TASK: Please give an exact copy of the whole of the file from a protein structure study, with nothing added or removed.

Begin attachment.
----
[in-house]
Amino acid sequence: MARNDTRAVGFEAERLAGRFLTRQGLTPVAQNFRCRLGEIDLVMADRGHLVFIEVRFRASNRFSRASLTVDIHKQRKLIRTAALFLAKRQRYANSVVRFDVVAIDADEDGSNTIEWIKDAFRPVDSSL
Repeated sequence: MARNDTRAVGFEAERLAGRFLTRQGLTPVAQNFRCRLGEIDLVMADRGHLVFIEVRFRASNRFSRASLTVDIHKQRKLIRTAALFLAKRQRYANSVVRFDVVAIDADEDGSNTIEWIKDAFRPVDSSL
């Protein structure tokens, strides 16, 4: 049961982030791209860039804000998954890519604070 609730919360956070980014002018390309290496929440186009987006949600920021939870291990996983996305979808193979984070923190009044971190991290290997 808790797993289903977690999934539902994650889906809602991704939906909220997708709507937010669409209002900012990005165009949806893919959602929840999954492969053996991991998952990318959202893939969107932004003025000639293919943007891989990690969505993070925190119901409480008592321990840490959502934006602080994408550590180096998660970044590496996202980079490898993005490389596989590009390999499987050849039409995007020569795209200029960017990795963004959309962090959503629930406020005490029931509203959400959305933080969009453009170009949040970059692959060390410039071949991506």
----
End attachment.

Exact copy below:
[in-house]
Amino acid sequence: MARNDTRAVGFEAERLAGRFLTRQGLTPVAQNFRCRLGEIDLVMADRGHLVFIEVRFRASNRFSRASLTVDIHKQRKLIRTAALFLAKRQRYANSVVRFDVVAIDADEDGSNTIEWIKDAFRPVDSSL
Repeated sequence: MARNDTRAVGFEAERLAGRFLTRQGLTPVAQNFRCRLGEIDLVMADRGHLVFIEVRFRASNRFSRASLTVDIHKQRKLIRTAALFLAKRQRYANSVVRFDVVAIDADEDGSNTIEWIKDAFRPVDSSL
């Protein structure tokens, strides 16, 4: 049961982030791209860039804000998954890519604070 609730919360956070980014002018390309290496929440186009987006949600920021939870291990996983996305979808193979984070923190009044971190991290290997 808790797993289903977690999934539902994650889906809602991704939906909220997708709507937010669409209002900012990005165009949806893919959602929840999954492969053996991991998952990318959202893939969107932004003025000639293919943007891989990690969505993070925190119901409480008592321990840490959502934006602080994408550590180096998660970044590496996202980079490898993005490389596989590009390999499987050849039409995007020569795209200029960017990795963004959309962090959503629930406020005490029931509203959400959305933080969009453009170009949040970059692959060390410039071949991506």